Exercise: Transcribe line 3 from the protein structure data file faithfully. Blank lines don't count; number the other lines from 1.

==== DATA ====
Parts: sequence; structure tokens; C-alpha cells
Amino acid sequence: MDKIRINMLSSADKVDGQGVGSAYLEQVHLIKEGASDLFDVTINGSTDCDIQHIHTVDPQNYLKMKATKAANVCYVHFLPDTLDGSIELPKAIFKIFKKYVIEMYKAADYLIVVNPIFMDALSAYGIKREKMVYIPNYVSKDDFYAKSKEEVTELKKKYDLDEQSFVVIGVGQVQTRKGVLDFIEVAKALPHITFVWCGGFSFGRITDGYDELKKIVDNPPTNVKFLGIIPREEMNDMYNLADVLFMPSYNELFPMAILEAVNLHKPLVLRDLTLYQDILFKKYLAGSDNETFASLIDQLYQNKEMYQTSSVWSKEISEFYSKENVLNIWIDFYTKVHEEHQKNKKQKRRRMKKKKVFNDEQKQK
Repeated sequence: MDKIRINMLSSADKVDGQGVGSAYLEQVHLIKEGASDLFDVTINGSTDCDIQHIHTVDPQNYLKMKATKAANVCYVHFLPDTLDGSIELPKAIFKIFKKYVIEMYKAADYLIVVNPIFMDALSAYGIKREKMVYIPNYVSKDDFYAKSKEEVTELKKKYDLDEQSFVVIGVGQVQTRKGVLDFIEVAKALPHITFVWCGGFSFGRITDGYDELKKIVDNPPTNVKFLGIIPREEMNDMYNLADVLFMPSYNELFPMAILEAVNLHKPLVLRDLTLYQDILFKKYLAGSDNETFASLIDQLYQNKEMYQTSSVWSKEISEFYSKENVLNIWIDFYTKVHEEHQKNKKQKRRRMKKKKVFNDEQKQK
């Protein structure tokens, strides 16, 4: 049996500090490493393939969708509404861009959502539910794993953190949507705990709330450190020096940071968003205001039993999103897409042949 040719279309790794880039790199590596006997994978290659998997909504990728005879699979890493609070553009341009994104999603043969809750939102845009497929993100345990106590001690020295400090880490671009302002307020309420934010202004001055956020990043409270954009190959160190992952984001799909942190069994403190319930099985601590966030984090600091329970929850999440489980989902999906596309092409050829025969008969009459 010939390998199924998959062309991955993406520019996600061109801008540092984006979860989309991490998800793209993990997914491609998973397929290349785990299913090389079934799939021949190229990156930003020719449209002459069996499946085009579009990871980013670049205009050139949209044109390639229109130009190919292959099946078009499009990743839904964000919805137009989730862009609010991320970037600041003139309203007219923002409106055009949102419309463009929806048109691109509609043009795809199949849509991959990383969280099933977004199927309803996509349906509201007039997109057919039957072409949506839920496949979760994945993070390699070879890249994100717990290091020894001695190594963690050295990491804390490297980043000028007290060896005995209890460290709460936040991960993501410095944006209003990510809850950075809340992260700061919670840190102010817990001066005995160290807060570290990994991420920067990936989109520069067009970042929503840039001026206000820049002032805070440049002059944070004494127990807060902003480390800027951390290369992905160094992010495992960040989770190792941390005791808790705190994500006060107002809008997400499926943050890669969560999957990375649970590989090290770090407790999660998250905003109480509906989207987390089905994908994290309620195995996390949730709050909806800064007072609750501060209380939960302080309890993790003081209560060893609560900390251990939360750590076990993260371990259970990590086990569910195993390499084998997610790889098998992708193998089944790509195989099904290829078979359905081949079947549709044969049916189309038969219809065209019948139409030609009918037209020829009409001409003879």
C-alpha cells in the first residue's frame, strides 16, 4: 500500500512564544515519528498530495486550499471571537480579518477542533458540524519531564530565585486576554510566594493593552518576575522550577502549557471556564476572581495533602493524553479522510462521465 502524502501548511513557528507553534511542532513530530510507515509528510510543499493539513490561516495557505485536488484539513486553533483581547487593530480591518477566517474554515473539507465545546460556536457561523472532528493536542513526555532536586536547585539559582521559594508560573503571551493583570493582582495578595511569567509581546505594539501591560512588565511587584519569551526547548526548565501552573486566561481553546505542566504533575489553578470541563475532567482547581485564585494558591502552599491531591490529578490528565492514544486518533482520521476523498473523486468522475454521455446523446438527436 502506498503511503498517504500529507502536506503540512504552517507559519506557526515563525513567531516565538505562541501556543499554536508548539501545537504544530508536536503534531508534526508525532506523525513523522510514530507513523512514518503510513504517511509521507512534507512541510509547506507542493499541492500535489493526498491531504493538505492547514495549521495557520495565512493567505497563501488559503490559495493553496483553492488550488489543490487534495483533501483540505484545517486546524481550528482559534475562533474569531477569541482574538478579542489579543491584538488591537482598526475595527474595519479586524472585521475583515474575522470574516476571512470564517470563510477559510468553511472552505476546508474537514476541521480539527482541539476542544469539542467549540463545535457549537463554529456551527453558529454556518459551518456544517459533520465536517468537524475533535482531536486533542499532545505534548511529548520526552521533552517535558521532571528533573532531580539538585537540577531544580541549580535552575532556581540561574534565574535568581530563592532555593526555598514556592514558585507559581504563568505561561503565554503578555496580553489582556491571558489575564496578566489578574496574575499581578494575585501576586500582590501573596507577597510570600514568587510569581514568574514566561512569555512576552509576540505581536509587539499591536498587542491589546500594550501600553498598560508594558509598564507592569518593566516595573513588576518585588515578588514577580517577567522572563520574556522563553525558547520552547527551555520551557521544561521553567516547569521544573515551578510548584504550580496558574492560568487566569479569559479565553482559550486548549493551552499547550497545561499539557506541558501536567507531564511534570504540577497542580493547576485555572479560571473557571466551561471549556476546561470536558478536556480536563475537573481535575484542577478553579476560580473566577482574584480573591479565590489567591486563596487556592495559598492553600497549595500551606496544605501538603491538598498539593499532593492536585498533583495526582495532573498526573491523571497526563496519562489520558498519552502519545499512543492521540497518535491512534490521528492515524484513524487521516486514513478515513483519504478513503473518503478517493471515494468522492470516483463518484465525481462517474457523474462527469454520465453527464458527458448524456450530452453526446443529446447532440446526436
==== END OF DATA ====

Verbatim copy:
Repeated sequence: MDKIRINMLSSADKVDGQGVGSAYLEQVHLIKEGASDLFDVTINGSTDCDIQHIHTVDPQNYLKMKATKAANVCYVHFLPDTLDGSIELPKAIFKIFKKYVIEMYKAADYLIVVNPIFMDALSAYGIKREKMVYIPNYVSKDDFYAKSKEEVTELKKKYDLDEQSFVVIGVGQVQTRKGVLDFIEVAKALPHITFVWCGGFSFGRITDGYDELKKIVDNPPTNVKFLGIIPREEMNDMYNLADVLFMPSYNELFPMAILEAVNLHKPLVLRDLTLYQDILFKKYLAGSDNETFASLIDQLYQNKEMYQTSSVWSKEISEFYSKENVLNIWIDFYTKVHEEHQKNKKQKRRRMKKKKVFNDEQKQK